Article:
Jayplas partners with Exeter to recycle sacks

Jayplas has partnered with Exeter city council to produce new polythene recycling sacks made from waste film collected by the authority in a ‘closed loop’ project.

Waste material collected by Exeter city council for despatch to Jayplas

The collected film includes household recycling sacks which have been emptied at the authority’s materials recycling facility (MRF), as well as recycling sacks from the city’s commercial waste customers.

The baled film is collected from the MRF by plastics recycling business Jayplas and taken to its film sorting plant in Smethwick, which segregates the material by polymer type and colour. The plant has been operational since October 2019 and is intended to “reduce reliance on plastic exports”.

Recycling process

The film sorting plant is the first part of the recycling process. Jayplas’ wash plant in Loughborough makes  post-consumer recycled plastic granules by washing and compounding the sorted materials which are received from the Smethwick film sorting plant. The compounded product is  then converted to bags at Jayplas’ extrusion and conversion plant and subsequently  delivered back to Exeter council. Jayplas intends to open a second wash plant towards the end of the year.

The company said that it hopes this collaboration will be “the first of many” with local authorities, waste management companies and retailers.


Jayplas said with the investment in sorting infrastructure, it is in a position to “move forward” by adding value by recycling the material in the UK and producing “quality recycled plastic products” from flexible packaging.

Mike Maxwell, operations director at Jayplas, said: “Exeter council are to be commended for supporting UK recycling and manufacturing. We have the skills and resource to have our own waste sorted and recycled in the UK rather than exporting the waste and importing plastic bags.”

“Exeter council are to be commended for supporting UK recycling and manufacturing”

Mike Maxwell, Operations Director, Jayplas

He added: “We are members of the plastic pact and work closely with them to engage with the waste producers to get their commitment in supporting the UK circular economy and increasing our sorting and recycling infrastructure to meet with their customers aspirations and reduce the reliance on export markets which are becoming more problematic and difficult.”

Matt Hulland, resource recovery manager at Exeter city council, said: “Exeter city council are very proud to be working with Jayplas in the home grown closed loop regarding our films. It should be appreciated by consumers that not all domestic films can be recycled effectively and that not many local authorities actually will collect them from the kerbside.”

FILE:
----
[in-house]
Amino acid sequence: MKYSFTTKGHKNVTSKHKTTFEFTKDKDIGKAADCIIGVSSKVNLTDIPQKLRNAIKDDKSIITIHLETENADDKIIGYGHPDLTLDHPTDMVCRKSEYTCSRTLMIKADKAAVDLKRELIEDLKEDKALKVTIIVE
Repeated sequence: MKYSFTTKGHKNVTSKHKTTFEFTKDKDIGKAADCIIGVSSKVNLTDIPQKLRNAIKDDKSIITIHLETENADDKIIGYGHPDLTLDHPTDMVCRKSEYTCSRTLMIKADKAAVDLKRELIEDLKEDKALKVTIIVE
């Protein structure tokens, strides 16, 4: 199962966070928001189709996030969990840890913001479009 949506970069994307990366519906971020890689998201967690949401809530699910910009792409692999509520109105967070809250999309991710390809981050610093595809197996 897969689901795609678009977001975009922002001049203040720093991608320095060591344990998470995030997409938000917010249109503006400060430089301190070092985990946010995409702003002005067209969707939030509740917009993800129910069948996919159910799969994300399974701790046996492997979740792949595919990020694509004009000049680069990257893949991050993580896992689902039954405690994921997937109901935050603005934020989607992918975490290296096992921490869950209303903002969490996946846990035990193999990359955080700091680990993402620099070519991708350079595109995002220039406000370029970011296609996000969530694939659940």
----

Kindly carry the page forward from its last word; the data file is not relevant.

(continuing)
“to be able to then purchase those sacks again for use in our local community and keep that circular approach is amazing”

Matt Hulland, Exeter city council

Mr Hulland continued: “Exeter being able to recycle films such as carrier bags and bags for life is fantastic, but to be able to then purchase those sacks again for use in our local community and keep that circular approach is amazing. It’s UK innovation and circular approaches to recycling challenging plastics which are vitally important if we are going to move forward the UK circular economy approach.”

Plastics Pact

Jayplas, as a member of the UK Plastics Pact, said the project fits in “perfectly” with the main aim of the pact, which is to create a circular economy within the UK for flexible plastic packaging.

The Exeter/Jayplas work comes against a background of flexible plastic recycling being considered one of the biggest challenges in the industry, due in part to a lack of kerbside collections and collections usually being via supermarket film banks as well as the cost-effectiveness of producing recycled material in the face of low virgin product costs.

Resources charity WRAP issued a ‘call to action’ last week, which said the UK may miss plastics pacts targets if more isn’t done to tackle flexible plastic packaging. Current targets aim to recycle 350,000 tonnes of UK post-consumer waste by 2025.

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